House Democrats reaf­firm Pelosi as leader de­spite losses

The Washington Times Daily - - FRONT PAGE - BY SETH MCLAUGH­LIN

House Democrats re­newed Rep. Nancy Pelosi’s lease on power Wed­nes­day, vot­ing to keep her as party leader and in­sist­ing she bears no blame for her party’s stag­ger­ing elec­toral losses over the past six years.

She faced her tough­est chal­lenge yet in her 14 years at the helm, ced­ing more than 60 votes to Rep. Tim Ryan, a 43-year-old Ohio Demo­crat who said the party had lost touch with Mid­dle Amer­ica and needed a shake-up to be­gin con­nect­ing — and win­ning — again.

Mrs. Pelosi’s back­ers agreed that the party must do more to re­con­nect with vot­ers in the “fly­over” states but said Democrats’ prob­lems are the fault of oth­ers. They said the 76-year-old has the po­lit­i­cal met­tle and fundrais­ing prow­ess to be what one law­maker called their “come­back leader.”

“This is a time, I think, that we need some­one who is bat­tle-tested. And there is no stronger bat­tle-tested per­son than Nancy Pelosi,” said Rep. Eli­jah E. Cum­mings of Mary­land.

Mrs. Pelosi won on a 134-63 vote, held

be­hind closed doors.

Democrats also kept the rest of their top lead­er­ship, elect­ing Rep. Steny H. Hoyer, 77, of Mary­land to the No. 2 job of whip, and Rep. James E. Cly­burn, 76, of South Carolina to the No. 3 post of as­sis­tant leader.

That lineup hasn’t changed in a decade, as the party won a ma­jor­ity in the 2006 elec­tions then watched it slip away in 2010 and failed to take it back in the three elec­tions since, de­spite twice win­ning the pres­i­den­tial pop­u­lar vote.

Emerg­ing af­ter her vic­tory, Mrs. Pelosi told re­porters that she had “a spe­cial spring in my step today” and said she could craft a win­ning mes­sage that reaches all parts of the coun­try.

“We know how to win elec­tions,” she said. “We’ve done it in the past. We will do it again.”

Her sup­port­ers blamed their party’s elec­toral mis­for­tunes on fac­tors such as ger­ry­man­der­ing of con­gres­sional dis­tricts, the Wik­iLeaks emails and Hil­lary Clin­ton’s mes­sage on the cam­paign trail.

“When Hil­lary Clin­ton came to my home­town of Toledo, Ohio, and stood at the busiest Am­trak ter­mi­nal in Ohio, she did not speak about her in­fra­struc­ture bill,” said Rep. Marcy Kap­tur. “She talked about War­ren Buf­fet. … Most peo­ple in my district don’t even know who he is.”

Ms. Kap­tur said, “I was dumb­founded.”

Mr. Ryan did man­age to force some changes. Mrs. Pelosi sig­naled that she would try to give more ju­nior mem­bers a big­ger say in de­ci­sions.

But his sup­port­ers ques­tioned how Mrs. Pelosi could help the party be­come more com­pet­i­tive with blue-col­lar vot­ers in the Rust Belt and Mid­west that helped power Don­ald Trump to vic­tory over Mrs. Clin­ton and helped give Repub­li­cans key wins that kept their ma­jori­ties in the House and Se­nate.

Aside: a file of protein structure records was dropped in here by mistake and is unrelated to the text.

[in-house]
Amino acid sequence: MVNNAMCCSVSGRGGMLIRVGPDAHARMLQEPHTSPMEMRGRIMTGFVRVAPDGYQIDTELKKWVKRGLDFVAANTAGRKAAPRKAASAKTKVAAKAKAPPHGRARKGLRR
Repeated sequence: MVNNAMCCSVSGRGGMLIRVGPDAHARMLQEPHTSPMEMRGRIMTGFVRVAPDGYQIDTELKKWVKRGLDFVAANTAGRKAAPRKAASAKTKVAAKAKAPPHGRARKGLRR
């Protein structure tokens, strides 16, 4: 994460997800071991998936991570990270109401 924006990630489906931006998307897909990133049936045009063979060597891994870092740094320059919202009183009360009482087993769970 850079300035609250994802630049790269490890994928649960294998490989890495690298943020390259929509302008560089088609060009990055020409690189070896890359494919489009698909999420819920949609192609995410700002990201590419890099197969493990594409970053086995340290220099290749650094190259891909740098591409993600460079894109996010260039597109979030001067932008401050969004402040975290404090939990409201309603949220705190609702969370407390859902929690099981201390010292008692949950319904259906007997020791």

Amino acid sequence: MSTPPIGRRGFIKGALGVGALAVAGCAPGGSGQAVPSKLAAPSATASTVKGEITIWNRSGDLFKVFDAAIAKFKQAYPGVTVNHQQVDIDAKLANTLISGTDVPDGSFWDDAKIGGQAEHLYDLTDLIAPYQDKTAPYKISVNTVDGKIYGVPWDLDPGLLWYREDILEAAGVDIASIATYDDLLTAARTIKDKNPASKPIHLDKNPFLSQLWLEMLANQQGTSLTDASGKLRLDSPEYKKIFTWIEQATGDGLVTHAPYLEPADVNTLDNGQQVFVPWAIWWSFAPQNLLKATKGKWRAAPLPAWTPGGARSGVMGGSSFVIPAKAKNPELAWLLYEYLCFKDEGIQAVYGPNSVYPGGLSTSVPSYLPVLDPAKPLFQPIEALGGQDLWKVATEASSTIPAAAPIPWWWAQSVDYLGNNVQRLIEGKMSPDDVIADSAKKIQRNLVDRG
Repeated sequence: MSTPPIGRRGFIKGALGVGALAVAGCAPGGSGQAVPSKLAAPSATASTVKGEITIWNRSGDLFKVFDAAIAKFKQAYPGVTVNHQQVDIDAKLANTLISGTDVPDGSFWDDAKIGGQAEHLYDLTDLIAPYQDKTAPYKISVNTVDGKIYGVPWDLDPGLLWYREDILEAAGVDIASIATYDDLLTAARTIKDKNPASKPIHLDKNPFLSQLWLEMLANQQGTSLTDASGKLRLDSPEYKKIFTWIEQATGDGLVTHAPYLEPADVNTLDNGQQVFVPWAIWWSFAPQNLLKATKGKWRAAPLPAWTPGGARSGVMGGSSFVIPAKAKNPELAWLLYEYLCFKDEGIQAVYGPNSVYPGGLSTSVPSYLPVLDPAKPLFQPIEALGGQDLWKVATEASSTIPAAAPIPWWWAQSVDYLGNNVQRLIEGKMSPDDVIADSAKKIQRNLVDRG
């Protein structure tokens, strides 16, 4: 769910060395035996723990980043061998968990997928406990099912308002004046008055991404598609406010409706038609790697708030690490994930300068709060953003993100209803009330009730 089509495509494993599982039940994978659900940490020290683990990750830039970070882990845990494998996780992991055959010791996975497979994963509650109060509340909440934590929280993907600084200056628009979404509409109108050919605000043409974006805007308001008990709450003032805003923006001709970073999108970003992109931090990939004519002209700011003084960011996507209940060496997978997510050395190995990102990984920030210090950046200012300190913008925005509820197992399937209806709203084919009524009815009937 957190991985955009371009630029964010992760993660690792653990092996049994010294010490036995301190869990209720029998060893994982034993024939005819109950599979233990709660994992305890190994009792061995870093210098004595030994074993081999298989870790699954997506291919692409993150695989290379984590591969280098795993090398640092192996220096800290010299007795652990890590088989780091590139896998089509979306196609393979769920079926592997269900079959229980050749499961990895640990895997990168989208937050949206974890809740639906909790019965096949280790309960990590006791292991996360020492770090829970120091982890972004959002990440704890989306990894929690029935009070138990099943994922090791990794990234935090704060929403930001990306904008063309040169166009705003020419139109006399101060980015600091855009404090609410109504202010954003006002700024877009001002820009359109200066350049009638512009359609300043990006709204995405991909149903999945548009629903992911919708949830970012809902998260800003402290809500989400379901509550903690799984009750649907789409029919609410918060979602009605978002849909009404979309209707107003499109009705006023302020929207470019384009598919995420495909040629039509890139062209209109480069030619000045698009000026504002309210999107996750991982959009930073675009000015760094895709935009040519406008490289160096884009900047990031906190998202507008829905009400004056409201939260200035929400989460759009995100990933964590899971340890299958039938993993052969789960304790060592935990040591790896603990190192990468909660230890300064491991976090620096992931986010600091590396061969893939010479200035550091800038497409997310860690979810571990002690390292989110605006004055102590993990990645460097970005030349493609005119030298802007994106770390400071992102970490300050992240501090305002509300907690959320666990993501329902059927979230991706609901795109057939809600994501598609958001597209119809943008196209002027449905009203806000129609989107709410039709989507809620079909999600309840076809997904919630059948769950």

“I don’t know how some­one gets elected in the Mid­west when they say, ‘Elect me; I am go­ing to make Nancy Pelosi the speaker of the House,’ ” said Rep. Stephen F. Lynch of Mas­sachusetts. “I don’t know how we win with that mes­sage.”

The Repub­li­can Na­tional Com­mit­tee, mean­while, said Democrats are tone-deaf.

“This year, vot­ers went to the polls and made a bold state­ment for change in Wash­ing­ton, but House Democrats just dou­bled down on the sta­tus quo,” the RNC said in a state­ment. “The Amer­i­can peo­ple have been try­ing to send the Demo­crat Party a mes­sage by se­lect­ing his­toric num­bers of Repub­li­cans for of­fice at nearly every level of govern­ment but Nancy Pelosi’s re-elec­tion shows Democrats aren’t lis­ten­ing.”

Mrs. Pelosi has be­come one of the more po­lar­iz­ing fig­ures in Wash­ing­ton since tak­ing over in 2003 as leader of the House Demo­cratic Cau­cus.

She be­came the first fe­male speaker of the House in 2007 and watched over the party as its ma­jor­ity grew to 256 seats in 2009. But House Democrats have since suf­fered through a series of elec­toral stum­bles and gen­er­ated rum­blings about Mrs. Pelosi’s lead­er­ship.

In 2010, Rep. Heath Shuler of North Carolina ran against Mrs. Pelosi and gar­nered 43 votes.

When the next Congress con­venes in Jan­uary, Repub­li­cans are poised to have at least 240 seats and Democrats will hold 194 seats. Con­trol of one Louisiana seat will be de­cided in a Dec. 10 runoff.

Chan­nel­ing the anx­i­ety over the elec­toral set­backs, Mr. Ryan came closer than any­one else to strip­ping Mrs. Pelosi of her lead­er­ship ti­tle. He said af­ter the vote that he was dis­ap­pointed but proud of his show­ing and the im­pact the ef­fort had on the party.

“You know, we made a few en­e­mies, we cracked a few eggs along the way, but you know, [you] can’t make an omelet with­out break­ing a few eggs,” he told re­porters.

Mrs. Pelosi, in an­nounc­ing her bid to keep her po­si­tion, said she had the sup­port of two-thirds of her Demo­cratic col­leagues — and she ended up with al­most ex­actly that tally.

As the vote neared, Mrs. Pelosi rolled out a series of changes to cau­cus rules aimed at giv­ing ju­nior law­mak­ers more say. But more ex­pe­ri­enced mem­bers, par­tic­u­larly those in the Con­gres­sional Black Cau­cus, said the pro­posed changes were un­fair be­cause they pun­ished se­nior­ity. ●

AS­SO­CI­ATED PRESS

LEADER: Nancy Pelosi won two more years as head of House Democrats.

AS­SO­CI­ATED PRESS

Rep. Tim Ryan of Ohio, who has posed the big­gest chal­lenge to Nancy Pelosi, said he was dis­ap­pointed but proud of the im­pact he has made on his party.

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